Stroke equipment by a stroke warrior


Your brain is a command center issuing commands to the army (your body). Imagine that some terrorists blew out one room, maybe three, with a grenade. Now imagine those “terrorists” are the blood clot. The “grenade” is the damage done by the blood clot to your host of neuron cells. No one has an answer to your questions about your stroke. No one. Except you do.

Here’s the truth behind some of the most common stroke myths. (Except they may change in the circumstance of facts.)

  1. MYTH: Strokes only happen to elderly people.

FACT: “It’s true that as we get older, our risk for stroke goes up,” says Eric Bershad, MD, a neurointensivist with St. Luke’s Episcopal Hospital and a vascular neurologist at Baylor College of Medicine in Houston.

However, babies, children, teenagers, young adults, and middle-aged people can have a stroke just by being pregnant, obese, having high blood pressure, being in a car accident, having genetic transgressors, or, nothing at all.

  1. MYTH: Strokes are rare.

FACT: Stroke statistics reveal that strokes are quite common. According to the U.S. Center for Disease Control and Prevention, more than 6 million Americans have had a stroke. “..and stroke is currently the fourth leading cause of death in the U.S.,” Bershad says.

  1. MYTH: A stroke takes place in the heart.

FACT: “A stroke takes place in the brain,” Dr. Igor Rybinnik, MD, an assistant professor of neurology at the Cushing Neuroscience Institute in Manhasset, NY, explains. “The nervous cells in the brain, called neurons, require blood flow and the nutrients and oxygen in blood to survive and function. If the blood supply to the neurons in the brain is cut off either because of a blood clot or a disease of the blood vessels, those neurons die. That’s what a stroke is.”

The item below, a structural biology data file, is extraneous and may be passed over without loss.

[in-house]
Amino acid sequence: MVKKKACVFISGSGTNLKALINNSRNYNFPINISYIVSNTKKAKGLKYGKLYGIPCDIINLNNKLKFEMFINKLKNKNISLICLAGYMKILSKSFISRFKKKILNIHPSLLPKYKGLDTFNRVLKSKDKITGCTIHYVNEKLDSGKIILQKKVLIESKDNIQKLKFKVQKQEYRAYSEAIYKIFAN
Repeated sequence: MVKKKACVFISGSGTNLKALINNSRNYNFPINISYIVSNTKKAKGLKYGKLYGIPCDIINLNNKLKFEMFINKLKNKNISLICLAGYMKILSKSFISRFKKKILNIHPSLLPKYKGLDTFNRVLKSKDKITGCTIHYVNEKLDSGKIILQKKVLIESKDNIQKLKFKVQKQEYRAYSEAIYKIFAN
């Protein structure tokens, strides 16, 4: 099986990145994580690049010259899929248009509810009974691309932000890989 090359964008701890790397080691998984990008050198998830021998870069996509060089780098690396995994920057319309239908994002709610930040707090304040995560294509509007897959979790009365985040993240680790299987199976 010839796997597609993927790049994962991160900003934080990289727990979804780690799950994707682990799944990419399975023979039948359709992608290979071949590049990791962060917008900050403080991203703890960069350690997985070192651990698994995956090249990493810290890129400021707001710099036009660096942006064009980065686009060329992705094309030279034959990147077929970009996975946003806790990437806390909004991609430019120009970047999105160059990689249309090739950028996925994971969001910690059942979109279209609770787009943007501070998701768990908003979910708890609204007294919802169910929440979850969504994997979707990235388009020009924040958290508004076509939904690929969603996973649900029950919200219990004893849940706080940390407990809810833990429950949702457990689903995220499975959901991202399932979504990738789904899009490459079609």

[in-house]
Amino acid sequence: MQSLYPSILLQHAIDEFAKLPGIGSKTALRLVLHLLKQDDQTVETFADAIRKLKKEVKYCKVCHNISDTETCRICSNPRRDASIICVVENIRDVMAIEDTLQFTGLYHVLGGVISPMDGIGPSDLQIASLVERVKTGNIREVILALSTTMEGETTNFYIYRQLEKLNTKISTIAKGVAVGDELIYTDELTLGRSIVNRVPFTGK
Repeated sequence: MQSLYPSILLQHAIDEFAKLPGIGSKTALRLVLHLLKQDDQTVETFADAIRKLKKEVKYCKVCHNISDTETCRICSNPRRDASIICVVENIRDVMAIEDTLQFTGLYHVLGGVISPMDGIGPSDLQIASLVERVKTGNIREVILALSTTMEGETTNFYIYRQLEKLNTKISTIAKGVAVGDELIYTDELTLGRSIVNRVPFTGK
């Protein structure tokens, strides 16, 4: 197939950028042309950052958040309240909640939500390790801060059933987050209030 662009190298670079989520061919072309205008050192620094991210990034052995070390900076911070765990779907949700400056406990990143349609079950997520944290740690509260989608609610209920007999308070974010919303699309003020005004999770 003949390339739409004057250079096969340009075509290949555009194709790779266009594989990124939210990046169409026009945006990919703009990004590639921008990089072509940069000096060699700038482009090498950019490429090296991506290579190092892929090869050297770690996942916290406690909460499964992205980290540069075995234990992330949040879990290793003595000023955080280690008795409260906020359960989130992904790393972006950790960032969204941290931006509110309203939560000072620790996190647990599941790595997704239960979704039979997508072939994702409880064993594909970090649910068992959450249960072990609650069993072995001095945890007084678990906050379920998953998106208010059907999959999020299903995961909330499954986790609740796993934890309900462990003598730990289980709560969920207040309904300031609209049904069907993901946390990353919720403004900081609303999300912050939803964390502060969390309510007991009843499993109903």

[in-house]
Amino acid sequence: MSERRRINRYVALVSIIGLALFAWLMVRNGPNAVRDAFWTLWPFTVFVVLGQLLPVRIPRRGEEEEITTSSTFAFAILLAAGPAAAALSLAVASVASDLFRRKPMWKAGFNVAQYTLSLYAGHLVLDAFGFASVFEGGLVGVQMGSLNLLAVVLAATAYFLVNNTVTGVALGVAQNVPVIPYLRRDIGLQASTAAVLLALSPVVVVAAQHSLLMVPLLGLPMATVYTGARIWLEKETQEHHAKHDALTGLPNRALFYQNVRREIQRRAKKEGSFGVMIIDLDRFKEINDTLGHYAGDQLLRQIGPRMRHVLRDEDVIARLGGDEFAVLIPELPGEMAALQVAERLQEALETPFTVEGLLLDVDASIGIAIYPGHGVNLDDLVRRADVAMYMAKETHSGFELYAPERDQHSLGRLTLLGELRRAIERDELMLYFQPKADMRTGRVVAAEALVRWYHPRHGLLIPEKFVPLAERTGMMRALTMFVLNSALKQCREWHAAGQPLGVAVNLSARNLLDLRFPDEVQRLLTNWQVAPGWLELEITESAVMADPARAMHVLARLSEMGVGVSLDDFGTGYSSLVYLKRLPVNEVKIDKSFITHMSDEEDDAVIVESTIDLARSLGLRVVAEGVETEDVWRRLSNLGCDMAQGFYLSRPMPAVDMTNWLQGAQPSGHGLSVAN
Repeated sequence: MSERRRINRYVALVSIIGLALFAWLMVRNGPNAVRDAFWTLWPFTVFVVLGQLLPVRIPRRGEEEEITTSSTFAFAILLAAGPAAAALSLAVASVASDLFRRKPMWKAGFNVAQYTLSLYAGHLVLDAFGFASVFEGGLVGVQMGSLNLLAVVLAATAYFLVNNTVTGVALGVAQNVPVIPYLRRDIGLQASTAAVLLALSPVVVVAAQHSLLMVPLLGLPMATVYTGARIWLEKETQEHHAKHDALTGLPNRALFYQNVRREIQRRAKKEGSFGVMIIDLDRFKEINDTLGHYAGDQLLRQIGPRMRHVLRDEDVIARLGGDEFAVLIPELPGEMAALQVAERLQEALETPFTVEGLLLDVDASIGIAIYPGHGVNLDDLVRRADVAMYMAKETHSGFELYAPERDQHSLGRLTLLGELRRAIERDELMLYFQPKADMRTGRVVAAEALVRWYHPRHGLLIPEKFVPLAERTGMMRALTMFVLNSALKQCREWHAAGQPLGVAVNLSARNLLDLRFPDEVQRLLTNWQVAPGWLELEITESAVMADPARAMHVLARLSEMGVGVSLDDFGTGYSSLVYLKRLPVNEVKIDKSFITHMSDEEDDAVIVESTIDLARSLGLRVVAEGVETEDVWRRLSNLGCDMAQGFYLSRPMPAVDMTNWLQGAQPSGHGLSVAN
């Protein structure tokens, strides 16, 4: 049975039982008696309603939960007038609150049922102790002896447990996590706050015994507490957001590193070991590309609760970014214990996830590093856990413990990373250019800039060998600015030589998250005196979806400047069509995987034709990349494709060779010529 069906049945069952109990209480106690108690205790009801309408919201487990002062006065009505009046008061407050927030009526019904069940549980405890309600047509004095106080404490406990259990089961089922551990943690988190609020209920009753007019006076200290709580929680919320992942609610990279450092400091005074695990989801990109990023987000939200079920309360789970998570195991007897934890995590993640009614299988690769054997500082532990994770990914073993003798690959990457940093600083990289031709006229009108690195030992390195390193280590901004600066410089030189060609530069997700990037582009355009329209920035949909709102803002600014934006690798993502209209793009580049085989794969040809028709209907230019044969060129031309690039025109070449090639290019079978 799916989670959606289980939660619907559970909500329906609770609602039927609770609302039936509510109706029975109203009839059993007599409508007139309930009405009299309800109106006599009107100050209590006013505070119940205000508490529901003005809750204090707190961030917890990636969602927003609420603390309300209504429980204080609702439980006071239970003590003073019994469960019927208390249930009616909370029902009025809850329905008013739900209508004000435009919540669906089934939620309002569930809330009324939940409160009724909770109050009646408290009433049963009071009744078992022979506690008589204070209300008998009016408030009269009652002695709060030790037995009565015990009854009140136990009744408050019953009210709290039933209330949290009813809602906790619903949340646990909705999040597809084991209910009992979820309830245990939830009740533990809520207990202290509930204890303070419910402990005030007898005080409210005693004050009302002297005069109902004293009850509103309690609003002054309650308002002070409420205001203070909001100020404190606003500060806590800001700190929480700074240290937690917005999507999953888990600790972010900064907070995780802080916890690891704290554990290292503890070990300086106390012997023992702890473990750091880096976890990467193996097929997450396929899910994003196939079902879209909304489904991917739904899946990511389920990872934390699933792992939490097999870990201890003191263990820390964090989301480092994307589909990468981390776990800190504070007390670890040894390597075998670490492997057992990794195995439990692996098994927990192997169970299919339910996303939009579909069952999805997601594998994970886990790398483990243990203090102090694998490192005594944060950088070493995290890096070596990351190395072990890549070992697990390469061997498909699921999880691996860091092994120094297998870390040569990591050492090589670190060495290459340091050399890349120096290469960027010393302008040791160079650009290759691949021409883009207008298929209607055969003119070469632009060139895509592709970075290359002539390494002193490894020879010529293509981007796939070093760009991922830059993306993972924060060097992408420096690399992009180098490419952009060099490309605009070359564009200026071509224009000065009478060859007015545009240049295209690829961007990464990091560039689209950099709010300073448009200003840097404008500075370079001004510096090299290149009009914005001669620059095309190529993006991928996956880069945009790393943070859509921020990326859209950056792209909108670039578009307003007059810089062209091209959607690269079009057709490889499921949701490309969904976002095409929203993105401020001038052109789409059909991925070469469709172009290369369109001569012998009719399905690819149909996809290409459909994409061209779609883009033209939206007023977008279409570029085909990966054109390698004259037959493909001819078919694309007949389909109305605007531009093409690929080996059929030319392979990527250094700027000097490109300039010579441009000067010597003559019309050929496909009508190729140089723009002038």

4. MYTH: Strokes aren’t preventable.

FACT: “The notion that strokes can’t be prevented is a giant myth,” Rybinnik says. “One of the biggest studies on stroke, called the International Stroke Study, examined risk factors and found that 90 percent of strokes can be attributed to vascular risk factors such as high blood pressure, diabetes, and obesity — and all of which are preventable to a large extent.”

  1. MYTH: Strokes can’t be treated.

FACT: The vast majority of strokes are ischemic, which are caused by a clot, and they can be treated. “If a person comes in within 4 and a half hours of the onset of stroke symptoms, we can give a clot-busting medication called tissue plasminogen activator that may prevent or possibly reverse damage that would’ve been done by the stroke,” Rybinnik says.

By the way, rehab equipment such as AlonTree products may help your affected body, and speech therapy may give way to eloquence in written and spoken language.

  1. MYTH: The most common sign of a stroke is pain.

FACT: “Only about 30 percent of people will have a headache with ischemic stroke, so pain isn’t a reliable symptom,” Bershad says. The most common symptoms of stroke include sudden onset of numbness or weakness on one side, double vision, confusion, lack of coordination, and trouble understanding what someone is saying. “If you experience any of these symptoms, call 911 immediately,” he says. “People with stroke symptoms are treated more promptly in the emergency room when they arrive by ambulance.”

  1. MYTH: Strokes aren’t hereditary.

FACT: “Strokes do run in families,” Rybinnik says. “The vascular risk factors for stroke, such as hypertension, diabetes, and obesity, all have a genetic component. And the more rare causes of stroke in younger people, such as cardiac tumors, clotting disorders, and abnormalities with blood vessels, can also be passed down from generation to generation.”

  1. MYTH: If stroke symptoms pass, you don’t need treatment.

FACT: “When someone has temporary symptoms of stroke, called a transient ischemic attack or TIA, it’s also a medical emergency,” Bershad says. The difference between TIA and stroke is that the blood vessel that was blocked during a TIA opens before it causes permanent damage. However, someone who’s had a TIA has a high chance of having a stroke within a week. “It’s very important to seek medical attention for any stroke-like symptoms, even if they pass,” Bershad stresses.

  1. MYTH: Smoking doesn’t affect your chances of having a stroke.

FACT: “Smoking is one of the biggest risk factors for stroke, especially in younger people,” Bershad says. “This is true for both ischemic and hemorrhagic strokes, as well as first-time and recurrent strokes.”

  1. MYTH: Stroke recovery only happens in the first few months after a stroke.

FACT: Wrong, again. Stroke recovery is a continuous process. Your brain, your body and your speaking may take decades to work the affects out.